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Partners situated in Singapore
Singapore in a nutshell
Singapore (Chinese: 新加坡; pinyin: Xīnjiāpō; Malay: Singapura; Tamil: சிங்கப்பூர், Cingkappūr), officially the Republic of Singapore, is an island city-state located at the southern tip of the Malay Peninsula, lying 137 kilometres (85 mi) north of the equator, south of the Malaysian state of Johor and north of Indonesia's Riau Islands. At 710.2 km2 (274.2 sq mi), Singapore, a microstate and the smallest nation in Southeast Asia, is by orders of magnitude larger than Monaco, Andorra and Vatican City, the only other surviving sovereign city-states.
The population of Singapore is approximately 4.86 million.
Since independence, Singapore's standard of living has risen dramatically. Foreign direct investment and a state-led drive to industrialisation based on plans drawn up by the Dutch economist Albert Winsemius have created a modern economy focused on industry, education and urban planning. Singapore is the 5th wealthiest country in the world in terms of GDP (PPP) per capita.In December 2008, the foreign exchange reserves of this small island nation stood at around US$174.2billion. The Singapore government had for the first time in history tapped into her official reserves and withdrew some S$4.9 billion with the President's approval. The funds were then used as part of the S$20.5 billion Resilience Package unveiled by Finance Minister Mr. Tharman Shanmugaratnam on 5 February 2009. As at January 2009 Singapore's official reserves stood at US$170.3 billion.
In 2009, Economist Intelligence Unit has ranked Singapore the 10th most expensive city in the world in which to live. It is the 3rd most expensive Asian city to live in, after Japanese cities Tokyo and Osaka.
Singapore is highly cosmopolitan and diverse with Chinese people forming an ethnic majority with large populations of Malay, Indian and other people. English, Malay, Tamil, and Chinese are the official languages.
The Constitution of the Republic of Singapore established the nation's political system as a representative democracy, while the country is recognised as a parliamentary republic. The People's Action Party (PAP) dominates the political process and has won control of Parliament in every election since self-government in 1959.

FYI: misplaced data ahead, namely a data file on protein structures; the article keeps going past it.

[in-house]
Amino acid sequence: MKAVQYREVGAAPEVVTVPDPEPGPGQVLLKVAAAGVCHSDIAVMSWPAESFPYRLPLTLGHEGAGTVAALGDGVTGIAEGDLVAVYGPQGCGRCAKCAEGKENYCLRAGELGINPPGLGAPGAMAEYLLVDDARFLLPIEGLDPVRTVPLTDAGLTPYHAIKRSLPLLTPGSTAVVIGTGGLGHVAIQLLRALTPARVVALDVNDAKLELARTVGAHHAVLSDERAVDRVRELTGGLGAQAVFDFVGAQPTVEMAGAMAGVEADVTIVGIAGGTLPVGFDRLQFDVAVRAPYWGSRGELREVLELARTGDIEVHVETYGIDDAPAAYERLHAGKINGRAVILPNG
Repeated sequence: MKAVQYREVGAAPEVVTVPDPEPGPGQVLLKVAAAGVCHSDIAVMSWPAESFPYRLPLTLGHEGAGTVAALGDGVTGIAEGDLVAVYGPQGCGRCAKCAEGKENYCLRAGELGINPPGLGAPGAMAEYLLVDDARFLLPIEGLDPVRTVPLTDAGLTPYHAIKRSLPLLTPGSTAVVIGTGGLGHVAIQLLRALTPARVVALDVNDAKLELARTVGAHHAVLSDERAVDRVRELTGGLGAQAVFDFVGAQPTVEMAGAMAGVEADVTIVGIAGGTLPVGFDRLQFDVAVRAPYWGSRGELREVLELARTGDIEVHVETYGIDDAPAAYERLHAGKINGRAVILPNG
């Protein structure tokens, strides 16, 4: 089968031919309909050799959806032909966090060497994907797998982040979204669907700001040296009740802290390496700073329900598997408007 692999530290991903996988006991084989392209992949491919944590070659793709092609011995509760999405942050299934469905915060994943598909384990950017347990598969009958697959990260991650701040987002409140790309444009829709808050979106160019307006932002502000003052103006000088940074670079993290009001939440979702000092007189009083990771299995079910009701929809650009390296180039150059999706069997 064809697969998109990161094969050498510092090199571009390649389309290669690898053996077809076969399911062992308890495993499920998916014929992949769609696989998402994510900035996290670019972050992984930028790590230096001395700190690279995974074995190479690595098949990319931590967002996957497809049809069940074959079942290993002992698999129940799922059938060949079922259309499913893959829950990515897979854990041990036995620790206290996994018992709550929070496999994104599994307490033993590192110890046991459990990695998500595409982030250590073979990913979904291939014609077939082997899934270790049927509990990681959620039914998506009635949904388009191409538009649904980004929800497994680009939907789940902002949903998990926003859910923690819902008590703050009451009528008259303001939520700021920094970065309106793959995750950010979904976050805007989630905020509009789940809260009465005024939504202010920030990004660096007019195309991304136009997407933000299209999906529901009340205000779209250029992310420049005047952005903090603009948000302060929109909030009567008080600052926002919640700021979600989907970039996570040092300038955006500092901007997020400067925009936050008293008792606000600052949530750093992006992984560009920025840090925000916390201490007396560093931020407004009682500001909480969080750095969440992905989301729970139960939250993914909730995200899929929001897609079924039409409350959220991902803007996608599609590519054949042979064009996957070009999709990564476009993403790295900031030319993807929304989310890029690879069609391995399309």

The official languages are English, Malay, Chinese (Mandarin) and Tamil.
The national language of Singapore is Malay for historical reasons, and it is used in the national anthem, "Majulah Singapura".
English is the main language of Singapore and has been heavily promoted as such since the country's independence. The English used is primarily based on British English, with some American English influences. The use of English became widespread in Singapore after it was implemented as a first language medium in the education system, and English is the most common language in Singaporean literature. In school, children are required to learn English and one of the three other official languages. By law, all signs and official publications are required to be primarily in English, although they are occasionally translated versions into the other official languages. However, most Singaporeans speak a localised hybrid form of English known as Singlish ("Singapore English"), which has many creole-like characteristics, incorporating vocabulary and grammar from Standard English, various Chinese dialects, Malay, and Indian languages.
The second most common language in Singapore is Mandarin, with over 70% of the population having it as a second language. Most Singapore Chinese are, however, descended from immigrants who came from the southern regions of China where other dialects were spoken, such as Hokkien, Teochew and Cantonese. Mandarin use has spread largely as a result of government efforts to support its adoption and use over the dialects.
Singapore education policy
Singapore education system
English is the medium of instruction in Singapore schools.